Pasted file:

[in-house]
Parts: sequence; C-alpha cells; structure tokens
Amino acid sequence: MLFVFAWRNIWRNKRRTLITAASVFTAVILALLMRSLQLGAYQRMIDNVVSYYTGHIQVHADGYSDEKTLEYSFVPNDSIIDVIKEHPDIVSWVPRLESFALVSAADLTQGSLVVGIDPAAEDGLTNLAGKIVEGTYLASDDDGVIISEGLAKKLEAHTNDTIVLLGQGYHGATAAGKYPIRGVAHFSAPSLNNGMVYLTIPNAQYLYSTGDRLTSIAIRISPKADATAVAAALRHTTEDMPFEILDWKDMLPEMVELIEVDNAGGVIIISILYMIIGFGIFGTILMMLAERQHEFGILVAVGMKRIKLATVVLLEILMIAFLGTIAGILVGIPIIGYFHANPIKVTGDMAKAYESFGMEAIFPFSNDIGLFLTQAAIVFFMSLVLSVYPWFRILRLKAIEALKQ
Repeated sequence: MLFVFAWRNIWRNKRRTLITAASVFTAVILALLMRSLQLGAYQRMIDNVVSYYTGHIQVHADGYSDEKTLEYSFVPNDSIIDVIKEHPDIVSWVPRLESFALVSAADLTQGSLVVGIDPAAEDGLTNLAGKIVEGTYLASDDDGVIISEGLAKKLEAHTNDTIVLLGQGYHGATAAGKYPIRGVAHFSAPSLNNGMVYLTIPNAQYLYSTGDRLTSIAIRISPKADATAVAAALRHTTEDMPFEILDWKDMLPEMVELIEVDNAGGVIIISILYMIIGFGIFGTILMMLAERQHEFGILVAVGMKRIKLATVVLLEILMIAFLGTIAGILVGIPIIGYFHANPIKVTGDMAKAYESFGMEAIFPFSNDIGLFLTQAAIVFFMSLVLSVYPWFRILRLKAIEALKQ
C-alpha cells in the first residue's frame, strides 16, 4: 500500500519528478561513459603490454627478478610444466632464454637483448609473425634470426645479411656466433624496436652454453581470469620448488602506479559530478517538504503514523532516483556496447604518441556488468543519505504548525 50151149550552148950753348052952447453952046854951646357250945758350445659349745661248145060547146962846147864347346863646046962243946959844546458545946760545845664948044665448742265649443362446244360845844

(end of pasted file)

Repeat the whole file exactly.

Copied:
[in-house]
Parts: sequence; C-alpha cells; structure tokens
Amino acid sequence: MLFVFAWRNIWRNKRRTLITAASVFTAVILALLMRSLQLGAYQRMIDNVVSYYTGHIQVHADGYSDEKTLEYSFVPNDSIIDVIKEHPDIVSWVPRLESFALVSAADLTQGSLVVGIDPAAEDGLTNLAGKIVEGTYLASDDDGVIISEGLAKKLEAHTNDTIVLLGQGYHGATAAGKYPIRGVAHFSAPSLNNGMVYLTIPNAQYLYSTGDRLTSIAIRISPKADATAVAAALRHTTEDMPFEILDWKDMLPEMVELIEVDNAGGVIIISILYMIIGFGIFGTILMMLAERQHEFGILVAVGMKRIKLATVVLLEILMIAFLGTIAGILVGIPIIGYFHANPIKVTGDMAKAYESFGMEAIFPFSNDIGLFLTQAAIVFFMSLVLSVYPWFRILRLKAIEALKQ
Repeated sequence: MLFVFAWRNIWRNKRRTLITAASVFTAVILALLMRSLQLGAYQRMIDNVVSYYTGHIQVHADGYSDEKTLEYSFVPNDSIIDVIKEHPDIVSWVPRLESFALVSAADLTQGSLVVGIDPAAEDGLTNLAGKIVEGTYLASDDDGVIISEGLAKKLEAHTNDTIVLLGQGYHGATAAGKYPIRGVAHFSAPSLNNGMVYLTIPNAQYLYSTGDRLTSIAIRISPKADATAVAAALRHTTEDMPFEILDWKDMLPEMVELIEVDNAGGVIIISILYMIIGFGIFGTILMMLAERQHEFGILVAVGMKRIKLATVVLLEILMIAFLGTIAGILVGIPIIGYFHANPIKVTGDMAKAYESFGMEAIFPFSNDIGLFLTQAAIVFFMSLVLSVYPWFRILRLKAIEALKQ
C-alpha cells in the first residue's frame, strides 16, 4: 500500500519528478561513459603490454627478478610444466632464454637483448609473425634470426645479411656466433624496436652454453581470469620448488602506479559530478517538504503514523532516483556496447604518441556488468543519505504548525 50151149550552148950753348052952447453952046854951646357250945758350445659349745661248145060547146962846147864347346863646046962243946959844546458545946760545845664948044665448742265649443362446244360845844